A catering supply company has been fined £7,500 after three people were seriously injured in a gas explosion in a hotel kitchen in Aberdeenshire.
The three – a barmaid, customer and a worker – were caught in the blast at the Drumtochty Arms in Auchenblae on 7 th January 2009, which happened as work was underway on the premises’ gas system.
Aberdeen Sheriff Court was told that Instant Catering Maintenance Ltd (ICM) was employed by the hotel to design and install a new ground floor kitchen to contain three appliances – hotplate range, four ring hob and a freestanding chargrill – that would be fuelled by propane.
On the day of the incident, Danielle Ormond was working in the hotel bar when one of the customers complained about the beer, which led her to go to the cellar to investigate. As she passed through the kitchen, where ICM employee Neil Coffield was purging the gas system, she noticed a very strong smell of gas.
Moments later an explosion occurred causing serious injuries to both Ms Ormond and Mr Coffield and also to a customer, James Guthrie, who was in the courtyard outside the kitchen door smoking a cigarette.
The damage caused by the blast led to the immediate collapse of a substantial part of the building, making it unsafe for investigators from the Health and Safety Executive (HSE) to enter and leading to an emergency demolition order by Aberdeenshire Council.
The court heard that ICM designed and installed a steel manifold to supply propane gas to appliances. However, it was not fitted with an adequate facility to allow for safe purging of the system, which would have prevented gas build-up to dangerous levels.
All gas appliances should have regulators to ensure correct pressure and for use on a propane-fuelled appliance they should be suitably converted.
When HSE Inspectors examined the recovered appliances they found that a regulator supplied with the chargrill had not been fitted and that the regulators on the hotplate and hob were found to have been attached the wrong way round and set for natural gas rather than propane. This work had been carried out by another ICM employee.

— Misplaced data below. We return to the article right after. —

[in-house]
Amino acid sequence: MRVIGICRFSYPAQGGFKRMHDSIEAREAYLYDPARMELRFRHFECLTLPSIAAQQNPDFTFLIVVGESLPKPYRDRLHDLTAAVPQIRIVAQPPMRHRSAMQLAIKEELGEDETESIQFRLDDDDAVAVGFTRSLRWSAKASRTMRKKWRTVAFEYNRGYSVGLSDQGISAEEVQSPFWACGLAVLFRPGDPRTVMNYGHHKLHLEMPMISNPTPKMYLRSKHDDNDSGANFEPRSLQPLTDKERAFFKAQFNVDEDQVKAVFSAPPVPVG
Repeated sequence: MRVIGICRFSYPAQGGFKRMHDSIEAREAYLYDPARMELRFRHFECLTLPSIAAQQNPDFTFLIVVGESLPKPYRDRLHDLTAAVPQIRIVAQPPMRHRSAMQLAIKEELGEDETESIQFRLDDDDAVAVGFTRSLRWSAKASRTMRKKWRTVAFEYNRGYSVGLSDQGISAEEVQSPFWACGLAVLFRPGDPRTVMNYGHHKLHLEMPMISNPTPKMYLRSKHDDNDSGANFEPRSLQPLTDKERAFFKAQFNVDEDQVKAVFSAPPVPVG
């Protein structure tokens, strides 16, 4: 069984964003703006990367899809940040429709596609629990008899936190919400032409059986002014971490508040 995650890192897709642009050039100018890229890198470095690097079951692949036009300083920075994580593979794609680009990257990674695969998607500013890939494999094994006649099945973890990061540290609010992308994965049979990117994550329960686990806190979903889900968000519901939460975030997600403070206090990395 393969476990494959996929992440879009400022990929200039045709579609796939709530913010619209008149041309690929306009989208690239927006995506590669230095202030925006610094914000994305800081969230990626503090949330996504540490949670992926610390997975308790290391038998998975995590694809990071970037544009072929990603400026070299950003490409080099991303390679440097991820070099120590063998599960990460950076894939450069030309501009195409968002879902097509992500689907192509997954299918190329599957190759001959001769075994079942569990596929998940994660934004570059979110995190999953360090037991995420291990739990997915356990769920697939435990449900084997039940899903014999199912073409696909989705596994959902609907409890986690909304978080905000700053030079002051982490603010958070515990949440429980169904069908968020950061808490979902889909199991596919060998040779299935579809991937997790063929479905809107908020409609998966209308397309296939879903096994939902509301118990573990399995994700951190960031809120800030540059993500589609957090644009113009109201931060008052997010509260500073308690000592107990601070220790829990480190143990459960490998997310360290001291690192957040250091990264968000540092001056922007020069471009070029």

Mr Coffield confirmed he had noticed the absence of a regulator on one appliance and was told to test the system by lighting it. Mr Coffield decided to purge the system, which involves the removal of air within the pipe work and appliances so it is replaced by the fuel gas, an activity that he was trained, certified and competent to carry out.
However, the system had not been designed with a suitable purging point leading to the pressure-testing tap valve being left open for significantly longer than would have been needed had it been designed correctly.
Mr Coffield was not provided with a flare stack, which would have allowed him to have safely dissipated the released gas; instead he repeatedly opened the test port whilst trying to light the pilot light of the appliances.
Investigations found that Mr Coffield’s stated actions alone could not account for the build-up of gas and the severity of the explosion. The court was not therefore asked to proceed on the basis that the company’s failings caused the release of the entire quantity of gas required to cause the explosion.
However, it did cause the release of a quantity of gas within the kitchen of the hotel and the risk of injury if that gas ignited.
Instant Catering Maintenance Limited of Union Street, Aberdeen, was fined £7,500 after admitting to breaching Section 2(1) of the Health and Safety at Work Act 1974.
After sentencing, HSE Principal Inspector Niall Miller said: “This was an entirely avoidable, very serious incident resulting in significant injuries to three people and the demolition of a building.
“The risks of purging an LPG gas system without using the appropriate equipment are well known and it is clearly stated in industry guidance that flare stacks should be used when dealing with gases heavier than air, such as propane.
“In addition, purging a system of this type should be carried out by two people to ensure safety.”